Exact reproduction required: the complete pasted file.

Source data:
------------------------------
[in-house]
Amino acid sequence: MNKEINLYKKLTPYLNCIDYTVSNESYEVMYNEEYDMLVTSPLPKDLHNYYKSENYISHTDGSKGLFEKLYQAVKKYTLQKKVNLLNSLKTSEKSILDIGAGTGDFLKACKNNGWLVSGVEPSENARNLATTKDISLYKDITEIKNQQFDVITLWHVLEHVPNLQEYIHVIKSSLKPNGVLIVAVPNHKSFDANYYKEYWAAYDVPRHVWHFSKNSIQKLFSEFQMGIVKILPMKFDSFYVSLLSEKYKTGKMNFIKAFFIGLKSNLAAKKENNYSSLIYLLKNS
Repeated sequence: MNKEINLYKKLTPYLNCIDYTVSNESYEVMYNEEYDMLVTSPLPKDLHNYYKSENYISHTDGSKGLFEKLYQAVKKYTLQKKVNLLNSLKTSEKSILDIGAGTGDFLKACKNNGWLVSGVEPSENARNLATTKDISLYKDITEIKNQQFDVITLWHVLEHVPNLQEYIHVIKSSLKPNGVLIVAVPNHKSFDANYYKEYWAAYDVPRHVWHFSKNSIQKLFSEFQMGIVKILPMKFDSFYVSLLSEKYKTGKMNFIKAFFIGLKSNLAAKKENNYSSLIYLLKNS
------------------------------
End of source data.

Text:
[in-house]
Amino acid sequence: MNKEINLYKKLTPYLNCIDYTVSNESYEVMYNEEYDMLVTSPLPKDLHNYYKSENYISHTDGSKGLFEKLYQAVKKYTLQKKVNLLNSLKTSEKSILDIGAGTGDFLKACKNNGWLVSGVEPSENARNLATTKDISLYKDITEIKNQQFDVITLWHVLEHVPNLQEYIHVIKSSLKPNGVLIVAVPNHKSFDANYYKEYWAAYDVPRHVWHFSKNSIQKLFSEFQMGIVKILPMKFDSFYVSLLSEKYKTGKMNFIKAFFIGLKSNLAAKKENNYSSLIYLLKNS
Repeated sequence: MNKEINLYKKLTPYLNCIDYTVSNESYEVMYNEEYDMLVTSPLPKDLHNYYKSENYISHTDGSKGLFEKLYQAVKKYTLQKKVNLLNSLKTSEKSILDIGAGTGDFLKACKNNGWLVSGVEPSENARNLATTKDISLYKDITEIKNQQFDVITLWHVLEHVPNLQEYIHVIKSSLKPNGVLIVAVPNHKSFDANYYKEYWAAYDVPRHVWHFSKNSIQKLFSEFQMGIVKILPMKFDSFYVSLLSEKYKTGKMNFIKAFFIGLKSNLAAKKENNYSSLIYLLKNS